5. Assess the Passenger for the actual value of the Ticket which shall be the difference between the lowest fare applicable to the Passenger’s actual itinerary and the fare actually paid;
  6. Delete miles in the Passenger’s frequent flyer account (UA’s MileagePlus program), revoke the Passenger’s Elite status, if any, in the MileagePlus Program, terminate the Passenger’s participation in the MileagePlus Program, or take any other action permitted by the MileagePlus Program Rules in UA’s “MileagePlus Rules;” and
  7. Take legal action with respect to the Passenger.
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    Thanks! What if I need to hop off honestly unplanned? How do I avoid punishment?
    – feklee
    Jun 9, 2013 at 22:28
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    @feklee: That should probably be a new question. But my advice would be to call the airline as soon as possible and explain the situation. Jun 9, 2013 at 22:32
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    @feklee: in the second link you shared there are many comments of people who did hop off without any consequences so I doubt the airlines take action every time this happens. I can imagine though that if someone misses the last leg frequently, then some pattern may be easily detected in their purchase/flight history.
    – Rabbit
    Jun 9, 2013 at 22:58
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    @feklee the main purpose is to prevent people buying a ticket say JFK-ATL-SFO because it is cheaper than ATL-SFO and only getting on at ATL (just an example, the pricing structure on that specific route may not give you an advantage in price this way), then on the return deplaning at ATL.
    – jwenting
    Jun 10, 2013 at 7:18
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    they are silly for having ridiculous price policies, and now they are silly for adding rules like this...
    – njzk2
    Apr 26, 2016 at 2:58

From an airline staff member, as long as you do not have checked-in luggage to be delivered at the final destination and the sectors are within the same country then it is hard for the airlines to figure that out (they don't care actually).

How will the airlines find out? Sometimes, at some airlines, in some sectors there will be an airline representative at the plane's door to check the boarding pass during deplaning to make sure only people who should leave at this airport will leave, this happens rarely and usually happens in international flights with more than one sector. Also head counting could reveal this. Again, for domestic flights usually no one checks. Just grab your bags and leave if you want to. In case a representative stopped you at the door and asked you to show your boarding, this is one of the good times to play dumb and say you thought you reached your destination! one more thing, as long as they assigned a representative to check boarding passes this means they don't want to make problems, they just want people who should leave to leave and people who shouldn't leave to stay :)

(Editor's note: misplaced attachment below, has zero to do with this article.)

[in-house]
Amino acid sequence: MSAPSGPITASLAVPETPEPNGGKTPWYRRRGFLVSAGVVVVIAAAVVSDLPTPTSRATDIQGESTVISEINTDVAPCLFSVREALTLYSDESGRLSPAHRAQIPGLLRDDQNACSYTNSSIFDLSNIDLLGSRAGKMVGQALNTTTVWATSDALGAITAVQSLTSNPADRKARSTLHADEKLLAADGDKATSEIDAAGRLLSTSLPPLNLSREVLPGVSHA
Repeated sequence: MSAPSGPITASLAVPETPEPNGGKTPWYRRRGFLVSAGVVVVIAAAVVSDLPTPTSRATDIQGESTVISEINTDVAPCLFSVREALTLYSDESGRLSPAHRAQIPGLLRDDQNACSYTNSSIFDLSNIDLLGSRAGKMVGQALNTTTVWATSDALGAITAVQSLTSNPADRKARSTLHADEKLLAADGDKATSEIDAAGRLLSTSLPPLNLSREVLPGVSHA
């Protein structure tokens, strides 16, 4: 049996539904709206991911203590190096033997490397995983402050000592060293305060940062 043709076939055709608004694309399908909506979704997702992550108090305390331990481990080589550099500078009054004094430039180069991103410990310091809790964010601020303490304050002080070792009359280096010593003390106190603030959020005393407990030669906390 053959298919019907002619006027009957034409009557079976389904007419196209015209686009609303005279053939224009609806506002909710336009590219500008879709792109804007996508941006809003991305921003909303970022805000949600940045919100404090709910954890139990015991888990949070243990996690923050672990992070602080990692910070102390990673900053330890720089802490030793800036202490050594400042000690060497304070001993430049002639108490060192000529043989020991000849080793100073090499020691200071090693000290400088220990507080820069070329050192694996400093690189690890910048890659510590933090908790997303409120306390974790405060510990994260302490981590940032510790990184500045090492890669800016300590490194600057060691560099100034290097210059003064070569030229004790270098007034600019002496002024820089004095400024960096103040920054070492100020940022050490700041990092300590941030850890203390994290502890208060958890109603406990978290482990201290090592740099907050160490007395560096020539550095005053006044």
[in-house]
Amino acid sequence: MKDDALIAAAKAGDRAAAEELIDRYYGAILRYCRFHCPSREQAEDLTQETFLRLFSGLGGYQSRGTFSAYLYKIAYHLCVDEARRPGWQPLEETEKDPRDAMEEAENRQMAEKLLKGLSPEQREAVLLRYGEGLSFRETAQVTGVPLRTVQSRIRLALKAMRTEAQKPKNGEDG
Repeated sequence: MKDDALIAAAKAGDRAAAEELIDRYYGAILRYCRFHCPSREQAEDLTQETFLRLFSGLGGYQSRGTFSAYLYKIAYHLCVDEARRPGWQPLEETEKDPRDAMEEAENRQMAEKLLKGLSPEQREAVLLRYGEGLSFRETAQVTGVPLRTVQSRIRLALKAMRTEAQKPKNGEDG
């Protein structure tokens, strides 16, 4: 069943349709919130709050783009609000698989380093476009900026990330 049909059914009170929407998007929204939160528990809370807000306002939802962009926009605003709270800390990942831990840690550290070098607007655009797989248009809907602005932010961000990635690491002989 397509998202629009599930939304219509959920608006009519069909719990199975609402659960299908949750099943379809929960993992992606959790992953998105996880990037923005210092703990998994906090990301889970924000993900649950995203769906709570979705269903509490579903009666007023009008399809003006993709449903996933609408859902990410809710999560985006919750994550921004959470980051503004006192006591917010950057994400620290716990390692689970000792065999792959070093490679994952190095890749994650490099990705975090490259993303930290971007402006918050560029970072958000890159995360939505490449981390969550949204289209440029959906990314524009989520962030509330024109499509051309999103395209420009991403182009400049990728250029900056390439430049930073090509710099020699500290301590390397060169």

Is this legal or not? This depends on the country (or state) and airlines rules (I think it is not allowed everywhere). In my country (and I can confirm this in some other countries as well) if you want to leave the plane before you should leave it, it is a problem! you will be questioned and held at the airport until the plane reaches its final destination. Again, this usually happens for people who come to a flight attendant and ask to be deplaned, such as people with aviophobia who decide to cancel flying at the last moment or people who got a call or something before the departure and ask to leave the airplane.

What to worry about? If you left the plane a sector or two earlier and the plane took off and never landed (crashed)! and you show up alive, you will be the first suspect! Even though this is really unlikely but you have to bear this in mind.